Estate agencies will expect a month’s rent plus VAT in fees. There are also options for flatshares, houseshares and furnished apartments in addition to student accommodation. You can find out more about temporary accommodation and short-term lets here.

The online estate agencies are a good place to start your rental search:

You can also check social media groups for Luxembourg for private rentals or local specialists for example Zen Immobilier (Walferdange) and Monde Avenir Real Estate.

If you want someone to manage an international move for you, including finding a home, schools, and more, you can try the relocation agencies LuxRelo and European Relocation Services

Are utilities included?

Unfurnished rentals do not usually include gas (or oil), electricity, telephone, broadband, rubbish collection, and water rates, but some city apartments may include these in the rental price. Apartment and house shares will often offer all inclusive rates and provide furnishings including a TV. 

Utilities are not usually included in a non-furnished rental Photo: Shutterstock
Utilities are not usually included in a non-furnished rental Photo: Shutterstock

Many properties will list energy ratings and you can ask the current tenants what the utilities cost. Expect to add a couple of hundred a month to your rental costs for these if you rent a house. For more information on getting your utilities switched on, read our article Need a connection?

Things to know before you sign

In addition to utilities you may have responsibility for other elements of the property. Contracts can include servicing the boiler, sweeping out chimneys and maintenance of the garden.

Contrat de bail à loyer (rental contract)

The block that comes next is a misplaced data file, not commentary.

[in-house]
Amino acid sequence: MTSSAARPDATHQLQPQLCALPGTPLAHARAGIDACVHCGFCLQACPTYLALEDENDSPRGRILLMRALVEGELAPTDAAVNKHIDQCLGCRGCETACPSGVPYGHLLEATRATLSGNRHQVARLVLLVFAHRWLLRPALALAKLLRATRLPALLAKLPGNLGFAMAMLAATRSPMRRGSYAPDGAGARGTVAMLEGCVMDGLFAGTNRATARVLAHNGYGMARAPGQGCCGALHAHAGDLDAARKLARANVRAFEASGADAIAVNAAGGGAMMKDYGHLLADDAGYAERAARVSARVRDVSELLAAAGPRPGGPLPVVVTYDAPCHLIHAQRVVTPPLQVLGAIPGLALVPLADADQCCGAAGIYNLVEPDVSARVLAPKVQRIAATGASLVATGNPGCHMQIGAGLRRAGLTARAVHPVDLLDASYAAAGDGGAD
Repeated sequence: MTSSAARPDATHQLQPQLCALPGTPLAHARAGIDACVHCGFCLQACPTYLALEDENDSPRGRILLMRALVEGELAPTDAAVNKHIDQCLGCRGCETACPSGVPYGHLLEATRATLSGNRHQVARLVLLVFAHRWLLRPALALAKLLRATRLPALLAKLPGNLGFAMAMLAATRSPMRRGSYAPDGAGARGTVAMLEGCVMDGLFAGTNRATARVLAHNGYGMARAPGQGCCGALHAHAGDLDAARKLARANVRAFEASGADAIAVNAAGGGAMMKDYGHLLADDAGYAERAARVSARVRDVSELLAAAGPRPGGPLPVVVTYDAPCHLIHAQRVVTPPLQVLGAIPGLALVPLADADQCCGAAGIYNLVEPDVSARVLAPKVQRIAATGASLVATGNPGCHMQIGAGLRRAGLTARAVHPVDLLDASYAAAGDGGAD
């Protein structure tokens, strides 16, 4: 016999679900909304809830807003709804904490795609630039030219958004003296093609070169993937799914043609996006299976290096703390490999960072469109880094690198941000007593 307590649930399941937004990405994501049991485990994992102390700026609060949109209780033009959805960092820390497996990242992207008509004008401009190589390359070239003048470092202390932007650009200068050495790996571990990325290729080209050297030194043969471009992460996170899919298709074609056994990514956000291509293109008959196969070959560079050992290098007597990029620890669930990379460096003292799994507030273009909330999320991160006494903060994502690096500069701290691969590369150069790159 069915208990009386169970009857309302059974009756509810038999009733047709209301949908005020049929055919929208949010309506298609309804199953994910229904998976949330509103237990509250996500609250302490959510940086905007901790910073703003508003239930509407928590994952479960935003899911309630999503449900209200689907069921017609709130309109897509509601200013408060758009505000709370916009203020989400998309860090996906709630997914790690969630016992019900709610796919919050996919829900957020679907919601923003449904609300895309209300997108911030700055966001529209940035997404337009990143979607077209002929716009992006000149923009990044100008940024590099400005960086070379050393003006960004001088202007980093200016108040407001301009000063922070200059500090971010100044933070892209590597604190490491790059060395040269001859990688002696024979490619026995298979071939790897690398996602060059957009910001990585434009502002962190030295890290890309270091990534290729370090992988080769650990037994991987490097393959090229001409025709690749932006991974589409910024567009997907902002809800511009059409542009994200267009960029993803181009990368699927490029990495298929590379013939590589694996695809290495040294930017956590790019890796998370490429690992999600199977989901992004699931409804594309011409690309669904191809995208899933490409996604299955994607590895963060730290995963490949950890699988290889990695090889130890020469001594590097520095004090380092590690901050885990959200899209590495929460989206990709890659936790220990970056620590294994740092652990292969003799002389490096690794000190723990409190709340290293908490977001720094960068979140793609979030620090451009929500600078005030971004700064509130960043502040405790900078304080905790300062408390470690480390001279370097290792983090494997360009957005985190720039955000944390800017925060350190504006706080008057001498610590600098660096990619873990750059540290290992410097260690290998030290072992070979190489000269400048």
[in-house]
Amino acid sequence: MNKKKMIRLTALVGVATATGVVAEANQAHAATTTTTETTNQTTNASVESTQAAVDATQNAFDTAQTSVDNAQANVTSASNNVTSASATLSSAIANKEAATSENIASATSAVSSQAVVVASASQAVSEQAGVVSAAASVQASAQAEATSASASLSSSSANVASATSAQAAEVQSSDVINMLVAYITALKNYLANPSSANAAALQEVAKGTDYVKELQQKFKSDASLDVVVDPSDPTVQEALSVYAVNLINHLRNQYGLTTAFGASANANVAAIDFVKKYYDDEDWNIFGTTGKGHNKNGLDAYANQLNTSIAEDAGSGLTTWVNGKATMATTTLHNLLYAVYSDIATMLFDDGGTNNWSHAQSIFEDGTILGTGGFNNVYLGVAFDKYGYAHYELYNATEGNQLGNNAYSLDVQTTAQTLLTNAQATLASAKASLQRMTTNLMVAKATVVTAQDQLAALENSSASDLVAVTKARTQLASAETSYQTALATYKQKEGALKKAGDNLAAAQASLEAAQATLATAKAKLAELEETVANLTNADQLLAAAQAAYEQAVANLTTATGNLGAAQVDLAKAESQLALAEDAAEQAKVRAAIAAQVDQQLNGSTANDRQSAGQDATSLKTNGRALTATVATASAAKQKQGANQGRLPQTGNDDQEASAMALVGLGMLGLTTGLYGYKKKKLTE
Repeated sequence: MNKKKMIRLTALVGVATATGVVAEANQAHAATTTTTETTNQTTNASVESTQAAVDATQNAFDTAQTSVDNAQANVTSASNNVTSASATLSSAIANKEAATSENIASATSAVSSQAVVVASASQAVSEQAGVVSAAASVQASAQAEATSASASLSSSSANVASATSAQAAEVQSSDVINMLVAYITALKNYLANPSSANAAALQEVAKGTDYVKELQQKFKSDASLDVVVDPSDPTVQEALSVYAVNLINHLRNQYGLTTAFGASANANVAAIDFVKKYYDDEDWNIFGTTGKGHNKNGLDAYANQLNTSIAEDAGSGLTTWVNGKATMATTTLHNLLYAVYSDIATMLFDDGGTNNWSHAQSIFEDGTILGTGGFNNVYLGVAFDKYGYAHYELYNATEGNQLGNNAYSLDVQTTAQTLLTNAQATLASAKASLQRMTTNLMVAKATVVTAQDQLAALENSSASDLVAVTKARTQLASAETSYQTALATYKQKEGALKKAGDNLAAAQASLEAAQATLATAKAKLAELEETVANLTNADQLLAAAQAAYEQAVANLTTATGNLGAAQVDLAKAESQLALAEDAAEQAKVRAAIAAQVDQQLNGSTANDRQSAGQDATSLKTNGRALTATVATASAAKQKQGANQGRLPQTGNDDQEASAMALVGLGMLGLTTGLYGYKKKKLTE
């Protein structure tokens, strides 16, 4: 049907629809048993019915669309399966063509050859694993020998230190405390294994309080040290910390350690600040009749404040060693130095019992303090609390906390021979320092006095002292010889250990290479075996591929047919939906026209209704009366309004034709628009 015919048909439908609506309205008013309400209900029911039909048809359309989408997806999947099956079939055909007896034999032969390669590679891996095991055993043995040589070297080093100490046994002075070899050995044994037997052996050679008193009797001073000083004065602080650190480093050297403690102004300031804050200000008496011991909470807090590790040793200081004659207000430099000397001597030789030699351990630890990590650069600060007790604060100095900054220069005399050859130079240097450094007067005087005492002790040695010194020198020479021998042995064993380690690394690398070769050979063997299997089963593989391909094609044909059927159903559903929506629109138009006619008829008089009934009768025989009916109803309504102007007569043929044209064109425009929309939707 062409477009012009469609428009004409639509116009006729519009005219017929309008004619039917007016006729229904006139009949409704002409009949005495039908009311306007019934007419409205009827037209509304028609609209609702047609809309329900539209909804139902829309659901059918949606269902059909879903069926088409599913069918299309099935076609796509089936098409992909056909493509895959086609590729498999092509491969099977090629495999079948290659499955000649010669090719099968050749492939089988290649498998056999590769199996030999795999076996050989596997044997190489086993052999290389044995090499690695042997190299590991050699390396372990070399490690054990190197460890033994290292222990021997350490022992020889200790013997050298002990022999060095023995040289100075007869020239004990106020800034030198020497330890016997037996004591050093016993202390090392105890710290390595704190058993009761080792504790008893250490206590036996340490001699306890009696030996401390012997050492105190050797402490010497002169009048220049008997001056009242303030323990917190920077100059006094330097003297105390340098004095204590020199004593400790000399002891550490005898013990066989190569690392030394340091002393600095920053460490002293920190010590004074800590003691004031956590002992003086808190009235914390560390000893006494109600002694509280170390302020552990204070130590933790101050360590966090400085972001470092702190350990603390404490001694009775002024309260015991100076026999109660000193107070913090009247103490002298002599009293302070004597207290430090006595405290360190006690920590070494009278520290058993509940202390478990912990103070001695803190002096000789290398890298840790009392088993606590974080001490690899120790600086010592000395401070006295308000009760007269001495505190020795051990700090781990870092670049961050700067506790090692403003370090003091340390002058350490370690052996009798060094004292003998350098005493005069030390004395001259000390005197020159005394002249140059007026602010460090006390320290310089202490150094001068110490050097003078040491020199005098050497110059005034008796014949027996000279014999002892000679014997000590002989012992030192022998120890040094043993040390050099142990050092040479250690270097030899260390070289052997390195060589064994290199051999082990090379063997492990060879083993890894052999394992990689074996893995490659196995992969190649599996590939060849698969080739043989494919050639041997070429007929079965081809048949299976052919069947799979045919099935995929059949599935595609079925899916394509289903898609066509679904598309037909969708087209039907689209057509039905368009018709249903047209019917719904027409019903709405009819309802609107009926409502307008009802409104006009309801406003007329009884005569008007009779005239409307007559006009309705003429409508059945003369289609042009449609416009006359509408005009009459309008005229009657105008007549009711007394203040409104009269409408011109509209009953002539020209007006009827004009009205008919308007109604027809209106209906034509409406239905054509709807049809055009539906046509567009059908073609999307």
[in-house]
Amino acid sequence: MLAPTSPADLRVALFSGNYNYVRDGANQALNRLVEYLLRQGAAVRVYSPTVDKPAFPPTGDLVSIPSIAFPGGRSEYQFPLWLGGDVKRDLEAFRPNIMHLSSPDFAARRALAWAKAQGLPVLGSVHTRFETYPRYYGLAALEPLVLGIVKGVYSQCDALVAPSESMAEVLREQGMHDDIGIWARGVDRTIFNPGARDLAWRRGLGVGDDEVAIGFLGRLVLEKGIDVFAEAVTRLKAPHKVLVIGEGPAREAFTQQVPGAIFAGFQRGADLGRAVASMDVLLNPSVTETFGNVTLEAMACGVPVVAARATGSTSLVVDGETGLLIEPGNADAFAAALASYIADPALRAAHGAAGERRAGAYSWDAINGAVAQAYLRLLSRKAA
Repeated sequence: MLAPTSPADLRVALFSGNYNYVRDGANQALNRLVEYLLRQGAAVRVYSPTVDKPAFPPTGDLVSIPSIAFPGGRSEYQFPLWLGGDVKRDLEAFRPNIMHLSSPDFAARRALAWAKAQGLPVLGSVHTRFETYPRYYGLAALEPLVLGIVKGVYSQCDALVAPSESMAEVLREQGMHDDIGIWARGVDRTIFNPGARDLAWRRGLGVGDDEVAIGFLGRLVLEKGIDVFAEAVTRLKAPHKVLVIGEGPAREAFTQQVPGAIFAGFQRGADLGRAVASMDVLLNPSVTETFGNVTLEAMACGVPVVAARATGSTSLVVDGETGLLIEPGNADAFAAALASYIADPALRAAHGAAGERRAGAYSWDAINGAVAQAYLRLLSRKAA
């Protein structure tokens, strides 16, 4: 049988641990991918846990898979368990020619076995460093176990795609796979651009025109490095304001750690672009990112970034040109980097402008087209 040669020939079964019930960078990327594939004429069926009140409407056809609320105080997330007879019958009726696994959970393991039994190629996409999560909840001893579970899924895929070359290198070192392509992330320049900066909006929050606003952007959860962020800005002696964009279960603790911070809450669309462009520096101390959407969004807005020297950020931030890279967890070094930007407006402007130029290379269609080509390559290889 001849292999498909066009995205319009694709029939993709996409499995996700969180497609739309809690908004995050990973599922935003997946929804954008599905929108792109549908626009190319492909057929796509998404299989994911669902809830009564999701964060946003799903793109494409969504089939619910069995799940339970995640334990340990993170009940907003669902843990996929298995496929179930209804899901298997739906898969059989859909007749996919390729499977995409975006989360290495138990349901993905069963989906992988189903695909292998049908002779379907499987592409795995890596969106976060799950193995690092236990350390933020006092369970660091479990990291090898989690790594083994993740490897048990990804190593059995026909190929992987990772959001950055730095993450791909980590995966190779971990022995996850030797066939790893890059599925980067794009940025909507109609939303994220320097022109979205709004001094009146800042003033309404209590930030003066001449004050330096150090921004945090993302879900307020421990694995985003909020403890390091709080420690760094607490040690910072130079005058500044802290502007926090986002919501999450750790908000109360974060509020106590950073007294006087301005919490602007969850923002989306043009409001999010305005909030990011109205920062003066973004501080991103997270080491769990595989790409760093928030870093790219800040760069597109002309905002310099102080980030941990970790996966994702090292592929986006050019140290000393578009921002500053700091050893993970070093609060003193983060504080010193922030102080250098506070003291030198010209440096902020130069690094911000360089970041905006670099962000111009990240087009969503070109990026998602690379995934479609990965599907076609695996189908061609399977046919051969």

Contracts vary, but generally the standard is 1-2 years with a diplomatic clause. Be aware, that you literally have to leave the country to invoke this. It is getting easier to secure one-year contracts but specify this with the estate agent.

If your rental property includes some utilities, the landlord has the right to reconcile costs at the end of the year and it is not unheard of for people to receive quite hefty gas and electricity reconciliation bills.

Equally, repairs can sometimes take landlords an eon to conduct, so consider adding a clause that states the landlord must repair essentials such as heating, the dishwasher or oven within a maximum time limit. has details on entering a rental agreement here.

Dépôt de garantie (deposit or bond)

A refundable deposit is usually required in cash or more commonly via a bank guarantee, which is paid into an account in the tenant’s name, but requires authorisation from both parties for money to be released.

A deposit cannot exceed 3 month’s rent and must be refunded minus cost of repairs or service charges within 6 months of the end of the lease – so expect to wait to get it back.